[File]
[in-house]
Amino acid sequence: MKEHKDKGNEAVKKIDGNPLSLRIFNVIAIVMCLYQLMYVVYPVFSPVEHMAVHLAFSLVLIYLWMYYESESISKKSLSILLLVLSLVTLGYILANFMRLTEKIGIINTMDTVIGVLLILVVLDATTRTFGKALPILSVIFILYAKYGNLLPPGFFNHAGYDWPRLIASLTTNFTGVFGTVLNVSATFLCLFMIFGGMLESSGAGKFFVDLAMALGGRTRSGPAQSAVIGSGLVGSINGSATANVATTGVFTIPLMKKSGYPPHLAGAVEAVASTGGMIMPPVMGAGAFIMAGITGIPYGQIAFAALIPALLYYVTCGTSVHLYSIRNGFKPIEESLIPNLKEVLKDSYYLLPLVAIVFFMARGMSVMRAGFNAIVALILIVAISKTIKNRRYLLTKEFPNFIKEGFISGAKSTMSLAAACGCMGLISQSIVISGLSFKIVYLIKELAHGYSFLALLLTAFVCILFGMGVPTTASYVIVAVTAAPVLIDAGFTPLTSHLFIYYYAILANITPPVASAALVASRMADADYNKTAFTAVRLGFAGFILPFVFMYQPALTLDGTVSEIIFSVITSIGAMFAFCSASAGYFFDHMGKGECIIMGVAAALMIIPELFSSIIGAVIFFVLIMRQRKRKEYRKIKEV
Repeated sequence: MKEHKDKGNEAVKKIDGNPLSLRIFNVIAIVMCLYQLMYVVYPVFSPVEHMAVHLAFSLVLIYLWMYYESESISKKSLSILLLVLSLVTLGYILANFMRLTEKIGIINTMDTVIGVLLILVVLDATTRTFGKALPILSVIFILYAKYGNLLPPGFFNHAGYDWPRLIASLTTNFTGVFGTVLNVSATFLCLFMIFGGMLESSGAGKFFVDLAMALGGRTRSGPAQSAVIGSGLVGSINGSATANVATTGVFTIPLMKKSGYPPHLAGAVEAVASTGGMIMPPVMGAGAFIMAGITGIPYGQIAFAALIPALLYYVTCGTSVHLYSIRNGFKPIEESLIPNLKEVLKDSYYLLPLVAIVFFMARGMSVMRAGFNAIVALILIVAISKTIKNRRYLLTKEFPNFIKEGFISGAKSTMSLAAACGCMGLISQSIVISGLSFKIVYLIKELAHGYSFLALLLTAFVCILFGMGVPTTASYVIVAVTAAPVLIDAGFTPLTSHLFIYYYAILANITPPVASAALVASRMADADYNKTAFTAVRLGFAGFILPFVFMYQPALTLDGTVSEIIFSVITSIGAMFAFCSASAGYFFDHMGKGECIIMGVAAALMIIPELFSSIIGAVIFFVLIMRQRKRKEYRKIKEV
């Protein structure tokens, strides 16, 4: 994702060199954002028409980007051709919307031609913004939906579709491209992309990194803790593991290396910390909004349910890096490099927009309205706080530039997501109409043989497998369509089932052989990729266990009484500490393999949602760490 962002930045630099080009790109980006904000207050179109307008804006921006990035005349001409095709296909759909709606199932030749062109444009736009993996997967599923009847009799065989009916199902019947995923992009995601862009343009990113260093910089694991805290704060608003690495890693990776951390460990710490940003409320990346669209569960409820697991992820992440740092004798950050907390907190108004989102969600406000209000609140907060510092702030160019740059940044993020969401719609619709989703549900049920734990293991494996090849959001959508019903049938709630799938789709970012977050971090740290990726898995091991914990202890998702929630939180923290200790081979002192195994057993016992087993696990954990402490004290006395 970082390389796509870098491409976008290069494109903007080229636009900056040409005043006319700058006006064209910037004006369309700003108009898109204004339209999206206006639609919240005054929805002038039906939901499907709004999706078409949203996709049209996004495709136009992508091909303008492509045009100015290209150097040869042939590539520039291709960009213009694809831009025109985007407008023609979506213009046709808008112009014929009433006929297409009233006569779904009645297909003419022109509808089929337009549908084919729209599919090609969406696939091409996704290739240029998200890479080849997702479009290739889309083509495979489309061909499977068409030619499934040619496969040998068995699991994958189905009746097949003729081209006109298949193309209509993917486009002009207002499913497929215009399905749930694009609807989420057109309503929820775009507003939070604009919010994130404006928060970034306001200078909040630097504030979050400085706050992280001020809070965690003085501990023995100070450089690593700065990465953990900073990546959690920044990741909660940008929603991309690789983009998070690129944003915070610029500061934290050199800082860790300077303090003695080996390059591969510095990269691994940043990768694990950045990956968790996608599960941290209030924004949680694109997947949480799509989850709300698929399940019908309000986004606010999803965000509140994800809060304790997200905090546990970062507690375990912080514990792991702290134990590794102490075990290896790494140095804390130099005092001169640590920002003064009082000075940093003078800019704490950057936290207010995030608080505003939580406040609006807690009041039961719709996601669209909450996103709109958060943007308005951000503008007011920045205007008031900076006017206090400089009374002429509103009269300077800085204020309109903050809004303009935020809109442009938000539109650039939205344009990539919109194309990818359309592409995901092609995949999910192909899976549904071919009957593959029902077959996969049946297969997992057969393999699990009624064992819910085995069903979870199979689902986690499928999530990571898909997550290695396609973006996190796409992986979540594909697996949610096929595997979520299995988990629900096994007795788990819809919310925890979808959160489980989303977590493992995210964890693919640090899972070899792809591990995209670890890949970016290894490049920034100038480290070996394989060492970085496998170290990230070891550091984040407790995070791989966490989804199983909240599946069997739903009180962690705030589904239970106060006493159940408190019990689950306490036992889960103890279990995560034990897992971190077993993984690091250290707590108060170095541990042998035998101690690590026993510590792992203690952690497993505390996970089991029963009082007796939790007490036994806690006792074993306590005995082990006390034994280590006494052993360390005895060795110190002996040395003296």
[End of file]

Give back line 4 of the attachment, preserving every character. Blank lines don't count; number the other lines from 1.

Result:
């Protein structure tokens, strides 16, 4: 994702060199954002028409980007051709919307031609913004939906579709491209992309990194803790593991290396910390909004349910890096490099927009309205706080530039997501109409043989497998369509089932052989990729266990009484500490393999949602760490 962002930045630099080009790109980006904000207050179109307008804006921006990035005349001409095709296909759909709606199932030749062109444009736009993996997967599923009847009799065989009916199902019947995923992009995601862009343009990113260093910089694991805290704060608003690495890693990776951390460990710490940003409320990346669209569960409820697991992820992440740092004798950050907390907190108004989102969600406000209000609140907060510092702030160019740059940044993020969401719609619709989703549900049920734990293991494996090849959001959508019903049938709630799938789709970012977050971090740290990726898995091991914990202890998702929630939180923290200790081979002192195994057993016992087993696990954990402490004290006395 970082390389796509870098491409976008290069494109903007080229636009900056040409005043006319700058006006064209910037004006369309700003108009898109204004339209999206206006639609919240005054929805002038039906939901499907709004999706078409949203996709049209996004495709136009992508091909303008492509045009100015290209150097040869042939590539520039291709960009213009694809831009025109985007407008023609979506213009046709808008112009014929009433006929297409009233006569779904009645297909003419022109509808089929337009549908084919729209599919090609969406696939091409996704290739240029998200890479080849997702479009290739889309083509495979489309061909499977068409030619499934040619496969040998068995699991994958189905009746097949003729081209006109298949193309209509993917486009002009207002499913497929215009399905749930694009609807989420057109309503929820775009507003939070604009919010994130404006928060970034306001200078909040630097504030979050400085706050992280001020809070965690003085501990023995100070450089690593700065990465953990900073990546959690920044990741909660940008929603991309690789983009998070690129944003915070610029500061934290050199800082860790300077303090003695080996390059591969510095990269691994940043990768694990950045990956968790996608599960941290209030924004949680694109997947949480799509989850709300698929399940019908309000986004606010999803965000509140994800809060304790997200905090546990970062507690375990912080514990792991702290134990590794102490075990290896790494140095804390130099005092001169640590920002003064009082000075940093003078800019704490950057936290207010995030608080505003939580406040609006807690009041039961719709996601669209909450996103709109958060943007308005951000503008007011920045205007008031900076006017206090400089009374002429509103009269300077800085204020309109903050809004303009935020809109442009938000539109650039939205344009990539919109194309990818359309592409995901092609995949999910192909899976549904071919009957593959029902077959996969049946297969997992057969393999699990009624064992819910085995069903979870199979689902986690499928999530990571898909997550290695396609973006996190796409992986979540594909697996949610096929595997979520299995988990629900096994007795788990819809919310925890979808959160489980989303977590493992995210964890693919640090899972070899792809591990995209670890890949970016290894490049920034100038480290070996394989060492970085496998170290990230070891550091984040407790995070791989966490989804199983909240599946069997739903009180962690705030589904239970106060006493159940408190019990689950306490036992889960103890279990995560034990897992971190077993993984690091250290707590108060170095541990042998035998101690690590026993510590792992203690952690497993505390996970089991029963009082007796939790007490036994806690006792074993306590005995082990006390034994280590006494052993360390005895060795110190002996040395003296």